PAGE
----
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Optimal Diet for Menopause

Updated: Mar 5

Written by Bonnie Flemington


Menopause is a natural transition in a woman’s life that officially starts 1 year after her final period and often comes with uncomfortable symptoms that can span several years, and an increased risk of certain diseases. Common symptoms include hot flashes, mid-section weight gain, or sleep issues and an increased risk for reduced bone density and cardiovascular disease. Lesser-known symptoms related to menopause include increased migraines, mood and memory problems and allergies.


Your diet may help reduce symptoms and ease the transition.


Increase Phytoestrogen Foods

Since reduced estrogen levels is a big part of these symptoms and disease risks, then including phytoestrogen foods such as flax and soy (e.g., edamame) can help as long as you haven’t been otherwise advised to avoid soy.


Reduce Sugar and Flour

I often hear the complaint, “I haven’t changed anything, so why have I gained weight?” One of the reasons is that our bodies have changed, so we must change what we eat to keep up. The same diet doesn’t cut it anymore. As estrogen declines, we become more insulin resistant which negatively impacts blood sugar and glucose metabolism. Poorly managed blood sugar also impacts sleep quality, migraines, and memory. That means the need to swap out sugar, flour, and alcohol for metabolism-boosting foods such as protein, veggies, and whole food fats.


Support Liver Function

Menopause can affect how we process cholesterol. Our liver regulates cholesterol and increased levels is less due to dietary cholesterol and more associated with foods that impair liver function such as excess consumption of sugars, flours, and processed fats. Optimal intake of water, fiber, and micronutrients is also key for liver health. Increase veggie consumption to 6-9 cups per day to get sufficient fiber and micronutrients to support optimal cholesterol levels.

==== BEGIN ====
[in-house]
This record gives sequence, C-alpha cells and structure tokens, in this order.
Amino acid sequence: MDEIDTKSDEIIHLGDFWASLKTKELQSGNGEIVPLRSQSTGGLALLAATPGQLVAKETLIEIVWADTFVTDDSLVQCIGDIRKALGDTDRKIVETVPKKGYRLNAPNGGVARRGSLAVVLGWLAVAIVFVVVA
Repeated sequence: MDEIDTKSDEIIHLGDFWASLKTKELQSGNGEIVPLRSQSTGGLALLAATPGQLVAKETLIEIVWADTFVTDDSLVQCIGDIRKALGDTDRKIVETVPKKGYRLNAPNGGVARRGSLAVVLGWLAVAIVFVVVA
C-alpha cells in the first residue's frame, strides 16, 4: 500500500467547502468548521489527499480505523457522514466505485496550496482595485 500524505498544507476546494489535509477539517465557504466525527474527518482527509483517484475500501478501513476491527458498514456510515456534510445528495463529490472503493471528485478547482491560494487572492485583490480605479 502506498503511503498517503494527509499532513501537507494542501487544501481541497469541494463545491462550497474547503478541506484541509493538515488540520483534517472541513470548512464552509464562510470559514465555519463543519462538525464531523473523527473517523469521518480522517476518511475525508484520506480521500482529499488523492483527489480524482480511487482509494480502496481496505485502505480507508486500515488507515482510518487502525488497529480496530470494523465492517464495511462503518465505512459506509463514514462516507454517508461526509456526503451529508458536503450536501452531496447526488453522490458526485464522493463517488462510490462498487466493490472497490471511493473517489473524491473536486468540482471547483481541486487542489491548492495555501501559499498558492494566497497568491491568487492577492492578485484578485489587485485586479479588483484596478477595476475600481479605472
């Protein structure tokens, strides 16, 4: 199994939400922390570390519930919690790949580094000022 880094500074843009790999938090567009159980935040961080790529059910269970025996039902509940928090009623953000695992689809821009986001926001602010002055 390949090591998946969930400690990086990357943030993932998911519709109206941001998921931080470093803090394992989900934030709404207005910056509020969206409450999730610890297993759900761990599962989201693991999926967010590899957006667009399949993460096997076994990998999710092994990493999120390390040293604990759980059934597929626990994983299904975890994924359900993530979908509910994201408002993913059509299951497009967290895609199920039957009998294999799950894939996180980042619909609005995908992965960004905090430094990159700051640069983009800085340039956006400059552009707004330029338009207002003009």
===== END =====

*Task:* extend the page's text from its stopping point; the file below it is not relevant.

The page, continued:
Get Functional Lab Testing


Reduced estrogen in menopause means decreased bone building and calcium absorption. But bone health is about much more than calcium intake. Calcium by itself does not make strong bones. The complete bone mineral matrix is needed. Consuming nutrients such as vitamin D, vitamin K2, and magnesium is key, along with optimizing nutrient absorption in the gut, and reducing inflammation, stress, caffeine, and alcohol.


Bloodwork and stool testing are best used together to assess how your systems are working. If your gut isn’t absorbing nutrients or detoxifying hormones well, that can increase symptoms. Knowing where the imbalances are through testing is the only way to get the information needed to create the personalized protocol that will address the underlying issues behind your symptoms.


Consider Lifestyle Habits

In addition to diet, lifestyle strategies are integral to easing the menopause transition. Strength or resistance training is important for all the symptoms discussed above. And managing daily stressors is key since the impact of cortisol (stress hormone) dysregulation on hot flashes is huge. Urine or saliva testing is a good way to determine how your body is responding to stress and inform the recommended course of adrenal support.


In summary, the best diet to support most women through their menopause transition years will be unique to the woman. A whole food, lower carbohydrate plan with plenty of protein, veggies, fiber, omega 3s and fermented foods is a good place to start. If you are already eating this way, then reach out to a practitioner with experience in utilizing testing to discover the underlying root causes of your symptoms.

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